Cadillac just debuted the ELR extended range electric vehicle last week at the Detroit Auto Show. The ELR is the production version of the Converj concept and is based on technologies from the Chevrolet Volt. Csaba Csere from Car and Driver interviews the engineering, design and marketing minds behind the ELR to get to some of it’s finer details. Right off the bat, this new model is a lot more than a badge swapped Chevrolet Volt. Even though the drive train shares components, the controls programming allows for more power output due to a better understanding of the battery discharge profiles. Cadillac has also decided to add more driving modes including one where the battery energy can be saved for a specific part of your journey. This is great for people whose commute starts on the highway and ends in the city where the electric motor is more efficient. A version of the hold-mode was first available on the European version of the Volt, the Opel Ampera. The ELR will also allow the driver to dial in specific amounts of regenerative braking with shift paddles located behind the steering wheel. The exterior of the ELR was specifically styled “not to scream electric car” which is to say it looks sporty and aggressive. It’s a 2-door coupe that will be about the size of the ATS (which is almost the exact same size as a BMW 3-series). The chassis has also been upgraded with 20 inch wheels, wider tracks and different suspension components for better handling. Cadillac thinks they’ll be pioneering a new market segment with the premium sport luxury extended range electric vehicle. Lets hope they’re not the only ones.
Csaba Csere of CAR and DRIVER got to tag along with the CEO and Head of Development of AMG as they worked on the new 2014 E63 AMG. The E-Series is receiving a pretty extensive mid-cycle refresh next year with the E63 AMG getting the most drastic changes. Not only was this a preview of what was to come on the new car, we also get an inside look at AMG’s history and the way they work. The new car is moving to all wheel drive with a performance variant of the Mercedes-Benz 4matic system. Instead of adapting the regular 4matic E-series systems, the AMG guys specified their own 30/70 front/rear torque split and custom front suspension geometry. They have the freedom to change whatever they need to achieve a balanced performance chassis that can also be daily driven. You can see what they’re doing is working in the shots of the car hustling through the course at El Toro airfield. The new E63 AMG is definitely going to mix it up in the sport luxury category when it goes on sale late next year.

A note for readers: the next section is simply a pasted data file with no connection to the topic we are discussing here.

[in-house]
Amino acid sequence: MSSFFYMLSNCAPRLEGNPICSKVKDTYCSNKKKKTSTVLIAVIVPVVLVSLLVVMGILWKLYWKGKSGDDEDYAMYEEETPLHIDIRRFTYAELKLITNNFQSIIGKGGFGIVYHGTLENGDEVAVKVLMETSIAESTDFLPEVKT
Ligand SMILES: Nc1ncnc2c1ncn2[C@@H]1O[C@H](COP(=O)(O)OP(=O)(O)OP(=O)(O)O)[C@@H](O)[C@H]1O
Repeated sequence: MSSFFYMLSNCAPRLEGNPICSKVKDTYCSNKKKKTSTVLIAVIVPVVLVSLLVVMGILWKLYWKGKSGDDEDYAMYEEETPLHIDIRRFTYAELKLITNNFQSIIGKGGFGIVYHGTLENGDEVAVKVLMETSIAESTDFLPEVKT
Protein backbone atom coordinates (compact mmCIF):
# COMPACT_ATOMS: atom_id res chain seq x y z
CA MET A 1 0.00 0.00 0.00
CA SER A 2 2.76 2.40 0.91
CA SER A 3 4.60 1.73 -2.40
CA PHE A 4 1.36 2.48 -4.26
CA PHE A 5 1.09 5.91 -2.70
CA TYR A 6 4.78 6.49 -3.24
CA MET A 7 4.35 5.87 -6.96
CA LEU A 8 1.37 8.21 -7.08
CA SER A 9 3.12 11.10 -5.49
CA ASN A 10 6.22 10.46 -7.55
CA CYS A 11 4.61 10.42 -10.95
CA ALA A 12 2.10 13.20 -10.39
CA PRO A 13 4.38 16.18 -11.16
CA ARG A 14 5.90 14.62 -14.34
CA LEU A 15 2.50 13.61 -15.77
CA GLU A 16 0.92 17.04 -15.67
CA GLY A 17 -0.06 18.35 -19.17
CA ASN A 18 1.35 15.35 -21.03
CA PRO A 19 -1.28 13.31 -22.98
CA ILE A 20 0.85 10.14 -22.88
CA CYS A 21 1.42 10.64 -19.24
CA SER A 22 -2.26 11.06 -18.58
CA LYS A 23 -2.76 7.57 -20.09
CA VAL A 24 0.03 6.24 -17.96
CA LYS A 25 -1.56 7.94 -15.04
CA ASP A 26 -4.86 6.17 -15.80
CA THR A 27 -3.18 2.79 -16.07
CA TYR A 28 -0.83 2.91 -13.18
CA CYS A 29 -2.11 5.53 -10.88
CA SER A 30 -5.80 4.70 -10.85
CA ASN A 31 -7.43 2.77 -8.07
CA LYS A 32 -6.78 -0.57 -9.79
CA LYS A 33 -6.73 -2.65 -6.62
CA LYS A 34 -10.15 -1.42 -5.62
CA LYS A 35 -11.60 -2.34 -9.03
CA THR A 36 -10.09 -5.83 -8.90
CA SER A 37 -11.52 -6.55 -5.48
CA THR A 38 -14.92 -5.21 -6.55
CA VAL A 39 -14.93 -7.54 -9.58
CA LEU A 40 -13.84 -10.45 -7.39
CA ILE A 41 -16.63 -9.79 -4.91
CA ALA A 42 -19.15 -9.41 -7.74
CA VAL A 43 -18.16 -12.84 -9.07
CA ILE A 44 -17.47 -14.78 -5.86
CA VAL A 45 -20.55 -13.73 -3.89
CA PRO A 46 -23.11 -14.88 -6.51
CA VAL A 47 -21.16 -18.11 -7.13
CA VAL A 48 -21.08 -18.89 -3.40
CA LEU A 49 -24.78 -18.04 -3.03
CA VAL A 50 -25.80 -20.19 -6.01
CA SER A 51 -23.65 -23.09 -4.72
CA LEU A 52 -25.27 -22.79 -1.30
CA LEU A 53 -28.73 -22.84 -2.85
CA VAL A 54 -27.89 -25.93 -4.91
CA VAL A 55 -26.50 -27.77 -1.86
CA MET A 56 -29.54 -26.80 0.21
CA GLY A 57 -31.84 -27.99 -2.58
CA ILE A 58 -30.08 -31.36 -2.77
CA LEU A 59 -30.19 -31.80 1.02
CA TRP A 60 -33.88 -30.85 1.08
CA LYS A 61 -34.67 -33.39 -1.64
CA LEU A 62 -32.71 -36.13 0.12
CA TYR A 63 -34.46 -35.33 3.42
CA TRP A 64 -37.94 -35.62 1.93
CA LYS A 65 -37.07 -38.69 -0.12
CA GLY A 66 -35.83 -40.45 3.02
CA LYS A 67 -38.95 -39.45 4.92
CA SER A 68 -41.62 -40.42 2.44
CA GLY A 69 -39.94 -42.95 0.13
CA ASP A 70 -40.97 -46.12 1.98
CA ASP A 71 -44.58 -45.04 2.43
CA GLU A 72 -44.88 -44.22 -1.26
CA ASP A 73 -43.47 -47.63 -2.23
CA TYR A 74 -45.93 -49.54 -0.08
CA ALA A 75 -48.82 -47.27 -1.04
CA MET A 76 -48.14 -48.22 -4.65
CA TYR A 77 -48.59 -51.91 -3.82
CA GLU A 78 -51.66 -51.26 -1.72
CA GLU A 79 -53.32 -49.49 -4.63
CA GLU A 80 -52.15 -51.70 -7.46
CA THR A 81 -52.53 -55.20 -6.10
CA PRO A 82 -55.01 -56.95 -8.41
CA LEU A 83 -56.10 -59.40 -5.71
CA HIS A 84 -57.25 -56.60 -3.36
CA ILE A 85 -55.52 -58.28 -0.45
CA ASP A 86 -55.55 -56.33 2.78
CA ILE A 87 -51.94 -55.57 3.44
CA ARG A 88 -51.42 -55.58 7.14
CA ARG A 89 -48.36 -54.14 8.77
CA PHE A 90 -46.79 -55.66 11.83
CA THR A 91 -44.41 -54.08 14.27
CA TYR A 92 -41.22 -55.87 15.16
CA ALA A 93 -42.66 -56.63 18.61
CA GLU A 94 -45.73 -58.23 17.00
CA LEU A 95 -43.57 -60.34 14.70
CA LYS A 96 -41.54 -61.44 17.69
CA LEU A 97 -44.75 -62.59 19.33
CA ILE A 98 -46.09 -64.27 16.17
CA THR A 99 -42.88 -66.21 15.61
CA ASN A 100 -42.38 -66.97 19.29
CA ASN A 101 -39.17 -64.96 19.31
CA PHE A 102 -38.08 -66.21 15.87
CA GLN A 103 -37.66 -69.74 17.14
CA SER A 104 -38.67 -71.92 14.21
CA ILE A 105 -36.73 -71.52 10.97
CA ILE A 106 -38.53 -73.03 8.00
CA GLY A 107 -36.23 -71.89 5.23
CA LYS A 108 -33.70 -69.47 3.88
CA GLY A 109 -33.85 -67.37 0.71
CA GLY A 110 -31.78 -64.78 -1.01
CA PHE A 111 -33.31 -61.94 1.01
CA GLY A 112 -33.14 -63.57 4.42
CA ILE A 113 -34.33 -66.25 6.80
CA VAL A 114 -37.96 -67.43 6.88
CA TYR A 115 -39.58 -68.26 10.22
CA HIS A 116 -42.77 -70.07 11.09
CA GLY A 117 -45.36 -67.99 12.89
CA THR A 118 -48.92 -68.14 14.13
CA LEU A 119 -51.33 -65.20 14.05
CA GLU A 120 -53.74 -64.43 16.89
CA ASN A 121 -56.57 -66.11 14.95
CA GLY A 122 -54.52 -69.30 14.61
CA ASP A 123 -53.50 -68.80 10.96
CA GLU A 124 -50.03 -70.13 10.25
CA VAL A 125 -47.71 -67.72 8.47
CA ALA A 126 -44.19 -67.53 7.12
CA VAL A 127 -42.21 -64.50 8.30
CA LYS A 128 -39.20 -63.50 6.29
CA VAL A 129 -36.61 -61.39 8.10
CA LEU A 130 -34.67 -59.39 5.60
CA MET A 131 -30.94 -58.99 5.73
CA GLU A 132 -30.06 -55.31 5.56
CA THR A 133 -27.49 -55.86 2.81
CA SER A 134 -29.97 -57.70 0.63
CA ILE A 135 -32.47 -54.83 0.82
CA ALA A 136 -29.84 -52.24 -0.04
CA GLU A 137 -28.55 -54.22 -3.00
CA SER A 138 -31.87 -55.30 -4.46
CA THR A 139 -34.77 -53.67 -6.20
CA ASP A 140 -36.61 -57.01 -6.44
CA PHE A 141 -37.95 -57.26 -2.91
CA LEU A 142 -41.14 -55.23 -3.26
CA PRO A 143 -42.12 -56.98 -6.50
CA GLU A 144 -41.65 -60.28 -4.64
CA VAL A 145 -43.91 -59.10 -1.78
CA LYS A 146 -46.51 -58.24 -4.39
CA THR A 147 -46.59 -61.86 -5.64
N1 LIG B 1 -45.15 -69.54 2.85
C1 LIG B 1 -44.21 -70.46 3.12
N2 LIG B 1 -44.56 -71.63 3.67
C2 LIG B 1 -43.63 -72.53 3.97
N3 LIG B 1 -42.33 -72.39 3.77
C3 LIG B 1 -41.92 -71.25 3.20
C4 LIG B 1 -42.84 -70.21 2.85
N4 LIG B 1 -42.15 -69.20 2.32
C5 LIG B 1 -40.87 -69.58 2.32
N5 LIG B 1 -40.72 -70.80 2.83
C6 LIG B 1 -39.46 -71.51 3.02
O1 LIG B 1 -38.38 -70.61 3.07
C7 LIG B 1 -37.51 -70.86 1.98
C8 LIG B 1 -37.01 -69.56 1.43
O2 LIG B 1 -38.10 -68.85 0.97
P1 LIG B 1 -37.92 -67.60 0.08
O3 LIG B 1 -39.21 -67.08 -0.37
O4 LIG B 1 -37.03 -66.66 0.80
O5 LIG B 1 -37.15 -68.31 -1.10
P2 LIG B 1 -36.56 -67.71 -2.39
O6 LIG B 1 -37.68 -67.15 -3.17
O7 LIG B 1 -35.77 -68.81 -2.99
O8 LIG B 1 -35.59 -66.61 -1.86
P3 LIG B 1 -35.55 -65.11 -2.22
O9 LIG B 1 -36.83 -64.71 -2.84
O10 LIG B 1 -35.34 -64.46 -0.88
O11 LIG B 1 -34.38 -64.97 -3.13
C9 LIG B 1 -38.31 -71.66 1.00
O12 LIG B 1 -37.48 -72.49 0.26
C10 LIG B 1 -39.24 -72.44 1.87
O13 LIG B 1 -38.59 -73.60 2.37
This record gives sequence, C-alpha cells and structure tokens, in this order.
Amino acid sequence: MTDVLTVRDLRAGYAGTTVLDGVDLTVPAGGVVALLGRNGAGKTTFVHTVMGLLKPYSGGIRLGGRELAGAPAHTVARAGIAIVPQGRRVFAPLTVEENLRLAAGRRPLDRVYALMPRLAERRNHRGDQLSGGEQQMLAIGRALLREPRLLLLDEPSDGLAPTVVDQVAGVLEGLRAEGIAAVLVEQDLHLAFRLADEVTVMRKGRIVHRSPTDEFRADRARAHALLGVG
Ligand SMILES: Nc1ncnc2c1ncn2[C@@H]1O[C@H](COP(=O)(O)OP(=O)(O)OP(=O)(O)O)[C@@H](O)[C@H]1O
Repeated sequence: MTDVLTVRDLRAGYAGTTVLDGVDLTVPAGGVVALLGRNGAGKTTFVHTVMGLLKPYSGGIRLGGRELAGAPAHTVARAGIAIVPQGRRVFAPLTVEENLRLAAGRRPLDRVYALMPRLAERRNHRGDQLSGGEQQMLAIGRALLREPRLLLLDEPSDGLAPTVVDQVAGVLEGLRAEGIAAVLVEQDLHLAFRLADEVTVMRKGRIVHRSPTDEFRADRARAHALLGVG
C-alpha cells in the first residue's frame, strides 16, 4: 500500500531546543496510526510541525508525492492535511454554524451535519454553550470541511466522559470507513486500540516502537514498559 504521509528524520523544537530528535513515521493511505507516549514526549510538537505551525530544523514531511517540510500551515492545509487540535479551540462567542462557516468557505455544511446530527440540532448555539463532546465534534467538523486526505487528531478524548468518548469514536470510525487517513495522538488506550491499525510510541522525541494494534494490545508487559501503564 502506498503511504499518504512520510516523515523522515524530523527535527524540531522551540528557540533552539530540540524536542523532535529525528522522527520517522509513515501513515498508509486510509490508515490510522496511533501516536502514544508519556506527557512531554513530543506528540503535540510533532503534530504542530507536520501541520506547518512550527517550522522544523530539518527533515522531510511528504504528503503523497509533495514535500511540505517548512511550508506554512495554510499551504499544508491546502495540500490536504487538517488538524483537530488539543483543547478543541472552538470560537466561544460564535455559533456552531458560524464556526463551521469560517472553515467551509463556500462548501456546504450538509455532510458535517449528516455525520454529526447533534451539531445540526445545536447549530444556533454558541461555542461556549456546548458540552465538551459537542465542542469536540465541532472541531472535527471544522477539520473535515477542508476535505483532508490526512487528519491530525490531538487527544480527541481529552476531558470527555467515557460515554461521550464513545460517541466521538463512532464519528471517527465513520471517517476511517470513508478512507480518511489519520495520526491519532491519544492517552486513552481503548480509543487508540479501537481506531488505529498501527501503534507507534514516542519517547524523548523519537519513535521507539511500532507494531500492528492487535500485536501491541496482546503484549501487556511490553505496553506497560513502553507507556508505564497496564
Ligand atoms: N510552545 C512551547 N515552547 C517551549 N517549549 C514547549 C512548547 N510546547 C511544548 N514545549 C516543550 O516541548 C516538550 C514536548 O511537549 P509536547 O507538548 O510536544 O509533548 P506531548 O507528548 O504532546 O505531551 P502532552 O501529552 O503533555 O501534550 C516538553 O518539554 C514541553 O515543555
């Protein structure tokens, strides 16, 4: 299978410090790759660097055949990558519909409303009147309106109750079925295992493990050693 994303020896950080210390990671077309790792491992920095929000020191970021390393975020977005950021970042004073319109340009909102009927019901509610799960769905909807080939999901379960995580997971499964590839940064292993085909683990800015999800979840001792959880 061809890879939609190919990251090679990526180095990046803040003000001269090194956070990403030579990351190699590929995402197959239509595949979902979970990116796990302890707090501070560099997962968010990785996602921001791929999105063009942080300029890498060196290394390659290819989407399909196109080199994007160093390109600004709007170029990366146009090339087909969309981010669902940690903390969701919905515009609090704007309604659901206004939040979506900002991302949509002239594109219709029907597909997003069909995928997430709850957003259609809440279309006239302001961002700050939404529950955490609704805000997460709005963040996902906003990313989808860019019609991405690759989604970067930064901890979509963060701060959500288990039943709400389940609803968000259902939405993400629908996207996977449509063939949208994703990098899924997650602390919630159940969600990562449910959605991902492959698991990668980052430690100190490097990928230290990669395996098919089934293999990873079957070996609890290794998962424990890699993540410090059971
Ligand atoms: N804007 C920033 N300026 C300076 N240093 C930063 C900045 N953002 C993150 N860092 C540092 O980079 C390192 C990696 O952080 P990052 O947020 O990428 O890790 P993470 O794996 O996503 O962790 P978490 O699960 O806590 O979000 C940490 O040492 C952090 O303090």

Car and Driver’s contributing editor Csaba Csere takes the 2012 Fisker Karma out for a test drive as well as chatting with Henrik Fisker about the first car from his company. The Karma has always been kind of a oddity in the electric vehicle world because Henrik Fisker comes from a design background. When you listen to Elon Musk talk about Tesla’s cars, the focus is always on technological innovations and engineering. During Fisker’s interview with Csere, they discuss how the Karma has larger wheels and rides lower than other cars in the category. Csaba has to talk about the vehicle architecture, power, range and mileage on his own later in the video. In many ways that demonstrates the things I dislike about the Karma. Yes the car looks great, but is being ugly the main reason EV’s don’t have social acceptability?
The problem is that many of the important engineering aspects of the Karma took a back seat to it’s styling. The car is massively expensive yet weighs as much as a Chevy Tahoe and gets mid 20’s mpg when the Ecotec engine is recharging the batteries on the go. Csere says the drivetrain feels unrefined to boot. That means that beyond making a fashion statement, there is no real incentive for somebody to spend the extra money for the Karma over a regular luxury car that costs far less. That’s why I don’t see Fisker’s customer base extending very far beyond Hollywood movie stars. The worst part about the way Fisker has developed this car is that it reinforces all of the worst stereotypes about electric vehicles being expensive and mediocre technology that taxpayers have footed the bill for.
The Tesla Model S represents a pretty big milestone in the rise of the modern electric car simply because it’s a well thought out and executed car. It’s not a novelty based on outlandish looks or isolated performance statistics. Here is a practical electric powered car that you can purchase and use on a daily basis because it has enough storage space, performance and range to do so. If you are shopping for a car in this price range, then the Model S represents an electric option with very few compromises when compared side by side with its combustion engine competitors. Car and Driver’s contributing editor Csaba Csere brings us an in-depth review of the details of the entire car. The Model S certainly still has it’s own quirks, but I think it’s going to redefine a lot of people’s perception of EV capabilities.
Interesting fact: the touchscreen in the Model S is essentially a Mac Book Pro screen with no power consumption restraints.